• First Annual Groundwater Monitoring Report (not yet available)

Lagoon Assessments (links to EPA file sharing site)

  • Cow Palace
  • George DeRuyter & Son Dairy, D&A Dairy
  • Liberty Dairy, Henry Bosma Dairy

Lagoon Evaluation Plans (not yet available)

Monitoring Well DC-03 Investigation (not yet available)

Backflow Prevention Reports (links to EPA file sharing site)

  • Cow Palace
  • George DeRuyter & Son Dairy, D&A Dairy
  • Liberty Dairy, Henry Bosma Dairy

Monthly Progress Reports (links to EPA file sharing site)

Eight Year Report (due March 2021)

After eight years of quarterly groundwater sampling, the dairies will summarize all of the groundwater data collected over the eight years. If, after eight years of monitoring there is no downward trend in one or more downgradient wells that exceed the nitrate drinking water standard, considering the upgradient well data, or the wells that were below the drinking water standard show increasing nitrate levels, then the dairies will undertake additional source control actions in the vicinity of those wells.

Other documents

Technical background documents

Site assessment documents

Public input

EPA provided an opportunity for public input on the 2012 report from September 27, 2012 to November 30, 2012. We received input from 43 individuals or organizations.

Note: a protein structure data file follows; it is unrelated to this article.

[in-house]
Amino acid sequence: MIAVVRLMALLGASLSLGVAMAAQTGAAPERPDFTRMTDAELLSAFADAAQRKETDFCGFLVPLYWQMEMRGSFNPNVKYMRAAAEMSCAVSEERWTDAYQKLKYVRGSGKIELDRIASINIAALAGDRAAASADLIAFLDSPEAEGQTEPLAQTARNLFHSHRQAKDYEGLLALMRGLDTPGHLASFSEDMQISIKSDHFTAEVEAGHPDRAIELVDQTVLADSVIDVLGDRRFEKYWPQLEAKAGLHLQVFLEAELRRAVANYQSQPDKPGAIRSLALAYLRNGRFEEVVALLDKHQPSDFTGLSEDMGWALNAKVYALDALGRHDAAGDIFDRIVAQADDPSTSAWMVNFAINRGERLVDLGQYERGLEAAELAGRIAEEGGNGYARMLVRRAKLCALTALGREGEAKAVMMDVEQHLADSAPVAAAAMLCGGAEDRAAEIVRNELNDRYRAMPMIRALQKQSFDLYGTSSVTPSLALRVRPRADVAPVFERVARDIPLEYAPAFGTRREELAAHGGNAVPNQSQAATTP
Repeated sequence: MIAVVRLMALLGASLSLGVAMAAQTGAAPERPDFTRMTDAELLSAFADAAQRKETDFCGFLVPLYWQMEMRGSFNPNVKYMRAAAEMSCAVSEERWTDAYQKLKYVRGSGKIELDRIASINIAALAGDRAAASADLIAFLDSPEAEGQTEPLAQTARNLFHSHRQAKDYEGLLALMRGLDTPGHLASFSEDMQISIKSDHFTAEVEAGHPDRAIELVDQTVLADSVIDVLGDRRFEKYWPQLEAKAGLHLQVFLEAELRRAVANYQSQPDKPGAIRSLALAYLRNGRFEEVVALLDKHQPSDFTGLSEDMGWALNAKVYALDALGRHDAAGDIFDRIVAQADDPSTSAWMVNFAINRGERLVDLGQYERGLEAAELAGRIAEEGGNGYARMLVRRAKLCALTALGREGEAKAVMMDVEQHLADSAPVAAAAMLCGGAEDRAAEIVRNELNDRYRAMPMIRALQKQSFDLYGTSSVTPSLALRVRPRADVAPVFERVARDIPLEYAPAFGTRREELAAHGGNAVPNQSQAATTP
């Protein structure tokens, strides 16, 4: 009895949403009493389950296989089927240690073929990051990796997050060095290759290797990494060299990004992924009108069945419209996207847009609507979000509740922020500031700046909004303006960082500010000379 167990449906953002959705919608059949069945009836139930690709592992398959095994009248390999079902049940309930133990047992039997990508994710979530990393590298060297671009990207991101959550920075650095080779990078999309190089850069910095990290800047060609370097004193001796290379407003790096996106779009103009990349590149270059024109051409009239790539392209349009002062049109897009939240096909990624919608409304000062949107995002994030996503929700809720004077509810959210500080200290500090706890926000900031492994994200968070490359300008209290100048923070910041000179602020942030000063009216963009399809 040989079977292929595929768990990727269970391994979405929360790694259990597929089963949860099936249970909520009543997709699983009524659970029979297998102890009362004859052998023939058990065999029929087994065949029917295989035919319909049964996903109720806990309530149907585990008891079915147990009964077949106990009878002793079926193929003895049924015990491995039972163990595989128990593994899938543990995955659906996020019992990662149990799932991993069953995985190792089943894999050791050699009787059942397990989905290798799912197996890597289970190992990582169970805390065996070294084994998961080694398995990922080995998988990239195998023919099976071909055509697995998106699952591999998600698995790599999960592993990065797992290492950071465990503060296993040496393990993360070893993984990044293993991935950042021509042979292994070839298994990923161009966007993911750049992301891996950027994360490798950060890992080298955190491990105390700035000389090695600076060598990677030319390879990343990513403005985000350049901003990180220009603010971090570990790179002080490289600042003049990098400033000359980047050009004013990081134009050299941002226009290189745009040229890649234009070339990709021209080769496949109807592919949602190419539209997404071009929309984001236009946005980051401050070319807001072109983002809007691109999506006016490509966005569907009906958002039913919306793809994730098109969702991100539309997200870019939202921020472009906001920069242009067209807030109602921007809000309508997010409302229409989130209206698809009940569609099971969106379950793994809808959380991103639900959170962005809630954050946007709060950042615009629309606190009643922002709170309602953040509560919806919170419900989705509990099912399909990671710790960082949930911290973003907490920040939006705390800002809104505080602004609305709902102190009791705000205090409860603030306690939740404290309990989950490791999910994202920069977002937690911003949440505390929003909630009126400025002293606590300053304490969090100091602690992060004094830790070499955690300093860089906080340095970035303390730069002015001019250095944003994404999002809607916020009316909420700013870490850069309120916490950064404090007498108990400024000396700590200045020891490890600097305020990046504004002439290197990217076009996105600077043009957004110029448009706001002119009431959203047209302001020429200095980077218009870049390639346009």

Fact sheets

Project history

Responding to community concerns in Washington’s Lower Yakima Valley about high nitrate levels in residential drinking water wells and the potential for disproportionate impacts on low income and minority rural populations, local, state, and federal agencies collaborated to develop a Preliminary Assessment and recommendations for moving forward (see site assessment documents).

One of the recommendations was to develop new projects that could help to identify sources of the contamination in groundwater supplies.

In accordance with this recommendation, EPA conducted sampling in 2010 as part of a study to identify potential sources of nitrate contamination in local groundwater and residential drinking water wells. EPA issued a report in March 2013 entitled, Relation Between Nitrate in Water Wells and Potential Sources in the Lower Yakima Valley. The study concluded that several dairies in the report were likely sources of elevated nitrate levels that were measured in residential drinking water wells downgradient of the dairies.

In December 2012 and January 2013 EPA installed and sampled 10 groundwater monitoring wells in the vicinity of the Yakima Valley dairies that were included in the 2010 study. Data collected by EPA from the monitoring wells confirmed that that the dairies are a source of nitrate contamination to the groundwater beneath and downgradient of these dairies. More recent and extensive data collected by the dairies under the Consent Order affirm this conclusion.


Local Navigation


URL: http://yosemite.epa.gov/r10/water.nsf/GWPU/lyakimagw

Jump to main content.